The present edition of this book, which consists of a collection of lectures delivered by Hazrat Inayat Khan during the years 1918-1920, is the fifth, the first having appeared in 1921.

As the title of the book suggests, its contents are varied. Some of the subjects have also been discussed in other volumes in this series, namely in Mental Purification (Vol. IV) and The Alchemy of Happiness (Vol.VI), but mostly in another form or context.

Eleven hitherto unpublished lectures have been added to the twenty-nine, which were included in the earlier editions.


How the words “love,” “harmony,” and “beauty” delight the heart of everyone who hears them! One may wonder what it can be in these words that is able to exert such a natural power upon the human soul.

The answer is that if there is anything in life, which appeals to the human soul, it is love and beauty. If one asks, “And what besides those?” then the answer is, “There is nothing else.” Why is this? Because they are the very nature of life. Love is the nature of life, beauty is the outcome of life, harmony is the means by which life accomplishes its purpose, and the lack of it results in destruction.

When we reflect upon this whole creation we cannot but see that its purpose is to express an ideal of love, harmony and beauty. Love could not have manifested itself if there were nothing to love, eyes could not have seen if there were nothing to see. What could love have done if there were no beauty? Love would have been silent. Love can only be said to exist after it has passed from silence into expression.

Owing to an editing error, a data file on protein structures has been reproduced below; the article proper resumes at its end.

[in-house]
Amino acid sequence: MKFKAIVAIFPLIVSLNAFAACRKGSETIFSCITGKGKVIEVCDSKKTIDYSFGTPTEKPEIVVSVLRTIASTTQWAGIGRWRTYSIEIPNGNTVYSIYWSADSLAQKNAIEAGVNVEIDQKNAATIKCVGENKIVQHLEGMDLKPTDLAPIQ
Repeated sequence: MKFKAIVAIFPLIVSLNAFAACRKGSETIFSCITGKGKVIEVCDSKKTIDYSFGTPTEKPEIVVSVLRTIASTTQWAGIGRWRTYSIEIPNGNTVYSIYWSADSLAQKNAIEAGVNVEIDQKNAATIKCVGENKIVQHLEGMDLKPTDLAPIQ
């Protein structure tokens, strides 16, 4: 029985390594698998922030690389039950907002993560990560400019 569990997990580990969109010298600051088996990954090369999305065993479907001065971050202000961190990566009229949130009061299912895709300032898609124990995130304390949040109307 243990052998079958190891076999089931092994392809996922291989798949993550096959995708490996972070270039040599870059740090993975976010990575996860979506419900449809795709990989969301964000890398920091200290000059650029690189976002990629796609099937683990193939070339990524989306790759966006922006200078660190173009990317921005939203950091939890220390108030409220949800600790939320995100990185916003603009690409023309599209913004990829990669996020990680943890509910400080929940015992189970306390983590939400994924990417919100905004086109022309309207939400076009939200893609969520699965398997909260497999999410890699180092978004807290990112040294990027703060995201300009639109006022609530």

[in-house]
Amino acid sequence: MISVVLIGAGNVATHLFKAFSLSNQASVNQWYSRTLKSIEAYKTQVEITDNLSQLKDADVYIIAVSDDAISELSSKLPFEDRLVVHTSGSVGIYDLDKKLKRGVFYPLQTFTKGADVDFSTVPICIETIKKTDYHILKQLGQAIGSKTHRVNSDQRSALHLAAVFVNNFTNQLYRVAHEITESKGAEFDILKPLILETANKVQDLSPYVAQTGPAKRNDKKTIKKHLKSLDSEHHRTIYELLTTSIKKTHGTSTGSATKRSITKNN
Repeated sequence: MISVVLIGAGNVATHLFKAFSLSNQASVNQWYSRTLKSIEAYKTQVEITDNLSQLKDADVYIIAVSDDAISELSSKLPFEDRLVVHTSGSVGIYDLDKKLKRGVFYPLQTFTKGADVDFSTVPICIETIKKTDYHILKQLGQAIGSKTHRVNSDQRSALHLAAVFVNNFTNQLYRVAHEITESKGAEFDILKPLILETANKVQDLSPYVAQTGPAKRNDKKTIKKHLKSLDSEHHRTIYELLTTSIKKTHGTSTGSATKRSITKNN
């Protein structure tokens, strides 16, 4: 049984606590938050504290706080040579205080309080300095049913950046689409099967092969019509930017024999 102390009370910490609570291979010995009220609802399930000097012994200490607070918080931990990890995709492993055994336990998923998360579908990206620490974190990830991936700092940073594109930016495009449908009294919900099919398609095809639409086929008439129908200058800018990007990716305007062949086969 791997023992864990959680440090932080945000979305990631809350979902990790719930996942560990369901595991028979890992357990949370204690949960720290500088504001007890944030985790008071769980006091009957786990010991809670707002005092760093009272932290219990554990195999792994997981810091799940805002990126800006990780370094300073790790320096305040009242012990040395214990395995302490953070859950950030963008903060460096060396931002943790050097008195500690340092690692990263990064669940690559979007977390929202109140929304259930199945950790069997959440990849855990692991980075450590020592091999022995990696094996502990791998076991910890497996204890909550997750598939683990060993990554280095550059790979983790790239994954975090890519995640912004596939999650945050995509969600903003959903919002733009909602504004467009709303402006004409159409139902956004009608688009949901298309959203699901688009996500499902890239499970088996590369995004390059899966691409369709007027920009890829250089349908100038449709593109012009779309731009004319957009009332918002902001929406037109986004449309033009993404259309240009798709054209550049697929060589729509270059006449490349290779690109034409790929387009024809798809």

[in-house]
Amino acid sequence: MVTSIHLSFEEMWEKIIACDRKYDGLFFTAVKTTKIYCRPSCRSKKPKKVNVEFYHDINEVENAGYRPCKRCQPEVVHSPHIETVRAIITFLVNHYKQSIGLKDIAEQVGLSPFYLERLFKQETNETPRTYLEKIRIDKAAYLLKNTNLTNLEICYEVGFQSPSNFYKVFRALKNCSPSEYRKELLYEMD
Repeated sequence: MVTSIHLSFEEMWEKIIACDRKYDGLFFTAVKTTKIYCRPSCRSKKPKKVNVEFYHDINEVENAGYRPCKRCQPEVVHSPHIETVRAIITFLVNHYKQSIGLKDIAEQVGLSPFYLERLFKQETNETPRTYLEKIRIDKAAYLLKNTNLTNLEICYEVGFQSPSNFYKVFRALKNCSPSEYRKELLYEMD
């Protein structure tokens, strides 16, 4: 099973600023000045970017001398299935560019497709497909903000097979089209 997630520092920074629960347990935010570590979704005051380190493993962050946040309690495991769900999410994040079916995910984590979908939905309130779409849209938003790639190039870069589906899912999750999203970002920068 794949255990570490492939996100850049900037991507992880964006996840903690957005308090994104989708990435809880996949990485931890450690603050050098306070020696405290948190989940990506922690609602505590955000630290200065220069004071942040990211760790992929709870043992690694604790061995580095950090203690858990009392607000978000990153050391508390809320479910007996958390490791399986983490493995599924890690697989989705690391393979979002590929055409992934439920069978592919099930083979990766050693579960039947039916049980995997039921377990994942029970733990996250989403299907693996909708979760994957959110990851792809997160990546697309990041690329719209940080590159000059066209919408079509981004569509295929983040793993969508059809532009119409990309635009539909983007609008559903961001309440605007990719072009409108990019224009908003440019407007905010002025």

Now comes the question: What has made beauty? The answer is that it is love that has made beauty. When a Sufi calls you “Beloved ones of God” he has this idea in his mind. Whatever God has created, He has created out of His love. He has created to be loved by Him, and therefore whatever He has created and all His creatures are His beloved ones.

We human beings have our prejudices; we like one, dislike another; we consider one worthy of high esteem, and another only worthy of low esteem, but to God they are all alike; they are His creation. It is just as it would be for a poet to have the little scrap of paper on which his song is written thrown away, or lost and not esteemed. How could he sing without his voice? So it is with the Creator; He cannot be pleased when His little scraps of paper are not appreciated.